Missing Person

Written in white chalk by the door was a notice that read, Missing person! Inquire within.

“This the place?” Caroline asked.

“Yes. It’s just how I remember it,” Isamura said.

“Well, we don’t all need to go in,” Caroline said, peering in the window and thinking that it would get rather crowded if they all trooped inside. “Erica, Isamura, you’re with me, everyone else, take five minutes and… sun yourselves or something.”

Caroline pushed the door open and a tinkling bell announced them to a young woman standing behind the counter, who seemed pleased to see them.

“Good afternoon!” she greeted them. “What can I get for you fine people?”

Caroline cleared her throat and glanced at Isamura. “We’re looking for a trader.”

“I deal in all sorts of goods. What you see here on display is just a selection.”

Isamura gazed at her curiously then asked, “We’re actually looking for a trader by the name of Varah Seeble. This is her shop, or I suppose it used to be.”

The woman looked crestfallen. “I’m terribly sorry. The woman you’re looking for, she passed away a few years ago. She was my mother.”

“I’m so sorry to hear that,” Isamura replied. “Then you must be… Meg?”

“Yes I am… do I know you? You look somewhat familiar.”

“It’s Isamura,” she filled in helpfully, then added, “I’m afraid you might not remember, you were just a young girl then. You’ve really grown up!”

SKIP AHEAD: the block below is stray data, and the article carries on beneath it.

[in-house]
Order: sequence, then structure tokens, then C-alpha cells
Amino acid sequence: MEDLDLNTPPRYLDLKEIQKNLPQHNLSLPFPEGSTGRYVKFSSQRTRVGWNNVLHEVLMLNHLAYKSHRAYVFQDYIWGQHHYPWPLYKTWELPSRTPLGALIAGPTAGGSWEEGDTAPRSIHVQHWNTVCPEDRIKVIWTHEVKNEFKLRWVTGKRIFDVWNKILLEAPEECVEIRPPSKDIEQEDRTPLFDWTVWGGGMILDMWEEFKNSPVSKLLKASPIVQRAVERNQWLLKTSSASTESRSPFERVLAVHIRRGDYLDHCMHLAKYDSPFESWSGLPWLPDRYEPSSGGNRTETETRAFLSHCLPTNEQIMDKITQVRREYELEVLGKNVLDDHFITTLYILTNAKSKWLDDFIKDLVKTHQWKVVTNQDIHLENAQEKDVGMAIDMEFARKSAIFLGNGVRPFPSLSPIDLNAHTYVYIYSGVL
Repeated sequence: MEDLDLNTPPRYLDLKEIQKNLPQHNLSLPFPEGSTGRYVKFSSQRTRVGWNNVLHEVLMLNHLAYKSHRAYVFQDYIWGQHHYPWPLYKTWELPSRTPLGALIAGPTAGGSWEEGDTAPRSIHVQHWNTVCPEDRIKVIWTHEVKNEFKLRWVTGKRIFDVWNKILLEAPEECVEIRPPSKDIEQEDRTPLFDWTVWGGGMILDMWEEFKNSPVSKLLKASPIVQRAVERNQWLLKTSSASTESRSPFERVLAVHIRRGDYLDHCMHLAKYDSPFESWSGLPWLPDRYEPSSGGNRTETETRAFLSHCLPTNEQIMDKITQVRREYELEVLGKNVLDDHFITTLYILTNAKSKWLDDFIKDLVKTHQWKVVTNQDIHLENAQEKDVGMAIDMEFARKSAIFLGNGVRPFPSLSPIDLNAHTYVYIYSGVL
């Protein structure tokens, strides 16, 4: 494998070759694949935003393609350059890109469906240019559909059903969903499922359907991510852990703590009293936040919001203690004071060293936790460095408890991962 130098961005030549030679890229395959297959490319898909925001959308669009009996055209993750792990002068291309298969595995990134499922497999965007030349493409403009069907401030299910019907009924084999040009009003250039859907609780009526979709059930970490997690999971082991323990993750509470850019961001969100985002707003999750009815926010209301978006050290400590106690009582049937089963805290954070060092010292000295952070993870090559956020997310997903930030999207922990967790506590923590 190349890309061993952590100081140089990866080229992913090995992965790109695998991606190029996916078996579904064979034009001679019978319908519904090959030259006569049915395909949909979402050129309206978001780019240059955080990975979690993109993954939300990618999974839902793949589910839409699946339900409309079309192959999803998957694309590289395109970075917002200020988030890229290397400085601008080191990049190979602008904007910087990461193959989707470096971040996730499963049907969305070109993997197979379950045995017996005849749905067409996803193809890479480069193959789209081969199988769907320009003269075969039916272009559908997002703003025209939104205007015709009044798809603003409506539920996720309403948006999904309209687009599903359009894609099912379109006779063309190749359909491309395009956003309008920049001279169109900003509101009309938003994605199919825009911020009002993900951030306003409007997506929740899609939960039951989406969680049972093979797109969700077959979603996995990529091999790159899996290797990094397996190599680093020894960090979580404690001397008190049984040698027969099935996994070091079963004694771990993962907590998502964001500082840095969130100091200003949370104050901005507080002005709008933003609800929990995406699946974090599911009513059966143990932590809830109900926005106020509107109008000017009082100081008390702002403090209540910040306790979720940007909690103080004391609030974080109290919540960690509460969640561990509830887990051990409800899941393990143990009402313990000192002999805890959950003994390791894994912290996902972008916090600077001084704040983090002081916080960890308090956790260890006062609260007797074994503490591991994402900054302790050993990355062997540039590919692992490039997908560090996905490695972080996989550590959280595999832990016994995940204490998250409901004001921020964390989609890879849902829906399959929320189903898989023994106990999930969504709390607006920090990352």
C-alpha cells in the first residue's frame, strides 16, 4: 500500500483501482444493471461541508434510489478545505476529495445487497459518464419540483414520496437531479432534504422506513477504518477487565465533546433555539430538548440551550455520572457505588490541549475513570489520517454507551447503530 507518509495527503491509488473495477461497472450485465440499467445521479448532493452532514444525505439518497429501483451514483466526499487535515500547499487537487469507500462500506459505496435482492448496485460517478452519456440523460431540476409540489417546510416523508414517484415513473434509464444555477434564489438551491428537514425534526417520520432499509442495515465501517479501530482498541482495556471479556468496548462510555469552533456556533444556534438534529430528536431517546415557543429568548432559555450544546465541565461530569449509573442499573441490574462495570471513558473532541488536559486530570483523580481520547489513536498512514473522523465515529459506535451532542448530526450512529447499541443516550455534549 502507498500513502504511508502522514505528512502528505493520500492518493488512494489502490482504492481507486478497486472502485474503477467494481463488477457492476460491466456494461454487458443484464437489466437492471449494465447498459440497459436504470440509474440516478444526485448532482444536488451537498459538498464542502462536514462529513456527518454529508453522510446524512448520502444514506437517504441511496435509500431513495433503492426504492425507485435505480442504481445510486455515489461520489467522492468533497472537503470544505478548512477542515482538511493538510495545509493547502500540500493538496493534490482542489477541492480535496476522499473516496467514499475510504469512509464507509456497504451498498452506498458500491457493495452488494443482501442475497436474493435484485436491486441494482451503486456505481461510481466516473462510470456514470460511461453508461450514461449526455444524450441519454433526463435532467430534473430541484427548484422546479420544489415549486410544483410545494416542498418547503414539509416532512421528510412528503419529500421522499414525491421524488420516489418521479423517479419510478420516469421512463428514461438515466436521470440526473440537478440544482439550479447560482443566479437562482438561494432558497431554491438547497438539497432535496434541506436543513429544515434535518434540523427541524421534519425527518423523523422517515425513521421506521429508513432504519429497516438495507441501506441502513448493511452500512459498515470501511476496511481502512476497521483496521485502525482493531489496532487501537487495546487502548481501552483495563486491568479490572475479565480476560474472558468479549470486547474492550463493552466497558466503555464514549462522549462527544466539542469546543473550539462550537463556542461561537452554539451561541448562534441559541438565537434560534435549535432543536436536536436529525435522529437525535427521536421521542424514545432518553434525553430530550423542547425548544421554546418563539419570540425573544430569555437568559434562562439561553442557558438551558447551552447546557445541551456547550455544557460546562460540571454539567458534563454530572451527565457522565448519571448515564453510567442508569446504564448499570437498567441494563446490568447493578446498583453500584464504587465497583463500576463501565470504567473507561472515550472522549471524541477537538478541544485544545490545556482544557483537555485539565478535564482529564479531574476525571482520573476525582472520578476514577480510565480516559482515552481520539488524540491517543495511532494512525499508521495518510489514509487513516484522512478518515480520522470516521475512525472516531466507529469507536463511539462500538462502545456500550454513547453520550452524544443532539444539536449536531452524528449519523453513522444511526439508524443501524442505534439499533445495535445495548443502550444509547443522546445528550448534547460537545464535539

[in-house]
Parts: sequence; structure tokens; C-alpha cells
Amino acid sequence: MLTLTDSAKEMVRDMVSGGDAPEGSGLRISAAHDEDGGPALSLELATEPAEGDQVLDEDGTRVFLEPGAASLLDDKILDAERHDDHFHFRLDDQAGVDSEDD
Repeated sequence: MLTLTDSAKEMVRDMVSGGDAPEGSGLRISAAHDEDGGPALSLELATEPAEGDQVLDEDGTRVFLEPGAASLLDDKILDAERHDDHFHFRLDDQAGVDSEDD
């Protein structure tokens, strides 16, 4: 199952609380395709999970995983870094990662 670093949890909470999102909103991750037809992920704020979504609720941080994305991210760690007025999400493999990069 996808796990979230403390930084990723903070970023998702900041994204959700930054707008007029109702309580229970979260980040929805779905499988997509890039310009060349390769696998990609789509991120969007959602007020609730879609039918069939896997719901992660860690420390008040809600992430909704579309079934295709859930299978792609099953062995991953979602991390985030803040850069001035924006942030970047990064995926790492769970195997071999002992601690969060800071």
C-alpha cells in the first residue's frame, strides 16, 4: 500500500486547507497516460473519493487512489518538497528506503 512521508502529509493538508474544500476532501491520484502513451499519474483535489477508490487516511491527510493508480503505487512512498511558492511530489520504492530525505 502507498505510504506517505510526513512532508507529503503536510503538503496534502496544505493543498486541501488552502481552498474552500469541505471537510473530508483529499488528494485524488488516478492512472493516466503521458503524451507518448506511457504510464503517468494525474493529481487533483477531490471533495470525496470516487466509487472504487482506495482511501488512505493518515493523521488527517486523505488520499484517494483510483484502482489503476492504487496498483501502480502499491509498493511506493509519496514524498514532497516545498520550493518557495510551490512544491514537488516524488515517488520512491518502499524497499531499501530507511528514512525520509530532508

“I remember!” Meg said, her eyes lighting up with recognition. “There was one night, oh it was so long ago… you told a story at my bedside. You know, the one about the princess locked away in the tower?”

Isamura smiled. “Meg, I hate to cut short the reminiscing, but these friends of mine need some help acquiring a rare crystal. They’ve brought some medicines to trade with, if you have what they’re looking for.”

Erica produced an image of the crystal on the slim tablet she’d brought with her. “It looks like this,” she said, tapping at the display.

“I would love to help,” Meg said as she studied the image. She frowned and directed her gaze back at Isamura. “I know someone who usually comes by with rare finds like this, but I haven’t heard from her since the orc attack. She’s usually in here every other day and I’m worried she may have been kidnapped.”

“Is that the missing person from your notice out front?”

“Yes it is.”

“Do you have any idea where she might have been headed?” Caroline asked.

“Last time that Julienne was in, she said she was going to explore some caves to the north. I warned her against it, because apart from the chance of being waylaid by orcs along the way, there’s a rumour that the caves are haunted. Or maybe something terrible makes its lair there.”